FEATURED PHOTO: HOMELAND SECURITY DIRECTOR ALEJANDRO MAYORKAS
NPR.org, Posted November 3rd 2022
U.S. security agencies have issued a heightened threat advisory, warning of a potential attacks on political candidates, election officials and others. The alert came Friday, the same day that House Speaker Nancy Pelosi’s husband was attacked in their San Francisco home.
NPR has obtained the bulletin issued by the Department of Homeland Security, the FBI, the National Counterterrorism Center, and the U.S. Capitol Police.
Attacks conducted by lone actors pose the most plausible threat to potential targets, the bulletin warned. The risk of violence is fueled by an increase in domestic violent extremism, and those carrying out the attacks would likely do so for ideological reasons.
Most individuals are likely to cite the 2020 presidential election, repeating the false narrative that the results were skewed, and that former-President Donald Trump was the rightful winner, according to the warning.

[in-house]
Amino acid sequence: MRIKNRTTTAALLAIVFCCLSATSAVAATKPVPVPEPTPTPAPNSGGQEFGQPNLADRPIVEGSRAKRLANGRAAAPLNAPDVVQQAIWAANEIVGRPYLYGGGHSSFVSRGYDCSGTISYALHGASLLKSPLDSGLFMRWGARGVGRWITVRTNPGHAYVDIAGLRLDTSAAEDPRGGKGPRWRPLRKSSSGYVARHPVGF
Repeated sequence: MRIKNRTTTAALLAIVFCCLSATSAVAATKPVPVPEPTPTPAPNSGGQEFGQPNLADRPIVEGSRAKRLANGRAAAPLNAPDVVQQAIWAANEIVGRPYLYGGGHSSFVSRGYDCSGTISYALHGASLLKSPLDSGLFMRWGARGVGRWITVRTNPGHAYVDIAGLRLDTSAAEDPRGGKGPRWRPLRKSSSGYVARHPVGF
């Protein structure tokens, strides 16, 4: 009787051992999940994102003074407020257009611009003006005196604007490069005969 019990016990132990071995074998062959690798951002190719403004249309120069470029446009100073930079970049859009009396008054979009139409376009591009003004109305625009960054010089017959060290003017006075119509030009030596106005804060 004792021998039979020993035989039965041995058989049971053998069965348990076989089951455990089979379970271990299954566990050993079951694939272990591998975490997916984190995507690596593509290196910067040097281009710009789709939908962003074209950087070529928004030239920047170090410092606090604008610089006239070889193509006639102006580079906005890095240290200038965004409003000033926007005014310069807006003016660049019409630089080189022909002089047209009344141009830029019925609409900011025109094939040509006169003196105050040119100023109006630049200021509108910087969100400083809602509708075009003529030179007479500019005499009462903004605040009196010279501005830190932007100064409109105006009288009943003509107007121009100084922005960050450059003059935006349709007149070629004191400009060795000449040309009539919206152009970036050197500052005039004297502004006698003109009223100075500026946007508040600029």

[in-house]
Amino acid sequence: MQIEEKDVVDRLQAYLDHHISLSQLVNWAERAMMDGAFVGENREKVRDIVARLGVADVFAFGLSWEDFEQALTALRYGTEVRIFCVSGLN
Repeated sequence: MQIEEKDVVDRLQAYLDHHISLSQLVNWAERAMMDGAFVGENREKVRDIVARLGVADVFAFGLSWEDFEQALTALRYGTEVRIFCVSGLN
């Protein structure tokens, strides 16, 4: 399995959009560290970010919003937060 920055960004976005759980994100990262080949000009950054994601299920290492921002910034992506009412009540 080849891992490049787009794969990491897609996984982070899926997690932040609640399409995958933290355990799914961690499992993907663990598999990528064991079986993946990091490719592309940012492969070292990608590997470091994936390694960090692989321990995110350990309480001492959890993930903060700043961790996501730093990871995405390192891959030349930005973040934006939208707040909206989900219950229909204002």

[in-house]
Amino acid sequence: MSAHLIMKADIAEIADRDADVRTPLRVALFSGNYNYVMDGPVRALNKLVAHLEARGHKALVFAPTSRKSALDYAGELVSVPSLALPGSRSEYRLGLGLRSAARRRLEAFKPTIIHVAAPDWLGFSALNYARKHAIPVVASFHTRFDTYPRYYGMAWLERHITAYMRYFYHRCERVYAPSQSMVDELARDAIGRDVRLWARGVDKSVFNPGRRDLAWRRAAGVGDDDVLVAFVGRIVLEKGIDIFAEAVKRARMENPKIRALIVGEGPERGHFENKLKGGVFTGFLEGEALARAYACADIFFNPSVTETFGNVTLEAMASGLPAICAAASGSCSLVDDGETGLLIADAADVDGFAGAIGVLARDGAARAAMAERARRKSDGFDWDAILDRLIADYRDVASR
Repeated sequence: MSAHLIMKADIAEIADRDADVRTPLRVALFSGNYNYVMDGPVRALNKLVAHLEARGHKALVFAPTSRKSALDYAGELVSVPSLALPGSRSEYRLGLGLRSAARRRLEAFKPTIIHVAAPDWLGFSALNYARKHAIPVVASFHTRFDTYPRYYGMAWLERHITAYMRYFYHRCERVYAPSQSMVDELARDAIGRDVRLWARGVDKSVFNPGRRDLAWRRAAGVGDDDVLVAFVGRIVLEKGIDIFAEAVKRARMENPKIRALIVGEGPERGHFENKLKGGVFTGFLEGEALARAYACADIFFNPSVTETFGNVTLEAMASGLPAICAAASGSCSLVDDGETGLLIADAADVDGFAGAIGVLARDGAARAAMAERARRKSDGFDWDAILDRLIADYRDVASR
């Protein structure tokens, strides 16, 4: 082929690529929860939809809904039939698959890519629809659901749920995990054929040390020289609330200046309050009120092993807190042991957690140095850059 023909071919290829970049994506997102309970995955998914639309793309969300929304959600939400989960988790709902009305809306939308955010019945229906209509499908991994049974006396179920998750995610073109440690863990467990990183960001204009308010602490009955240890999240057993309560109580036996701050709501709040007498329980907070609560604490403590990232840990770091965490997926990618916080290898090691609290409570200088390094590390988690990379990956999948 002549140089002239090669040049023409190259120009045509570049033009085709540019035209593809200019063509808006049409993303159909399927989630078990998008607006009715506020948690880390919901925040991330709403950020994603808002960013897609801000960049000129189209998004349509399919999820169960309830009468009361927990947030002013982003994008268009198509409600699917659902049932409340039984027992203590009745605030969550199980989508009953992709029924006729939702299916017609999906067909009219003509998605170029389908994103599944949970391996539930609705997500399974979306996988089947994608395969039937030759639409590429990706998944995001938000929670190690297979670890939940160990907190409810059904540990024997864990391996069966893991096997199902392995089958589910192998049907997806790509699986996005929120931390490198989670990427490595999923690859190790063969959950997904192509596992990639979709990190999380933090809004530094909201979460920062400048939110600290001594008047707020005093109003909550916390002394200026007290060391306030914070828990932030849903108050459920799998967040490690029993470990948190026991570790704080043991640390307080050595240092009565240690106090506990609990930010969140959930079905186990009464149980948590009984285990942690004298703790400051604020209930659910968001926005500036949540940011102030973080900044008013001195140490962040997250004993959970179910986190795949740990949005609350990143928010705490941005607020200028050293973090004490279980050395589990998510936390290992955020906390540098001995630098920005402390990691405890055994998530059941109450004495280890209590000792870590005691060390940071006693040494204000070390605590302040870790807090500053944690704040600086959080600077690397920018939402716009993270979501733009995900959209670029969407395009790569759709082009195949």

Since 2021, perceptions of a fraudulent election have contributed to several attacks or violent plots, and the bulletin added that new theories of fraud undermining the midterm elections have been emerging.
The advisory said that last month, domestic violent extremists were identified as claiming the electoral system of being “under attack” and threatened violence against politicians.
With less than two weeks before Election Day, President Biden on Friday called on political figures to “clearly and unambiguously” reject political violence, calling the attack on the Pelosi “despicable.”
The president, citing news reports, drew ties between what Friday’s attacker allegedly said — chanting, “Where’s Nancy?” — and what rioters said while storming the U.S. Capitol on Jan. 6, 2021.
“What makes us think that one party can talk about stolen elections, COVID being a hoax, it’s all a bunch of lies — and it not affect people who may not be so well-balanced? What makes us think that it’s not going to corrode the political climate?” he said.
In the bulletin, law enforcement officials warned that the threat of violence extends beyond just politicians, with religious minorities also listed as a potential target.
“We assess some [domestic violent extremists] motivated by election-related grievances would likely view election-related infrastructure, personnel, and voters involved in the election process as attractive targets — including at publicly accessible locations like polling places, ballot drop-box locations, voter registration sites, campaign events, and political party offices,” the bulletin said.
It warned that extremists could target election-related locations in hopes of “swaying voting habits, undermining perceptions of the legitimacy of the voting process, or prompting a government reaction.”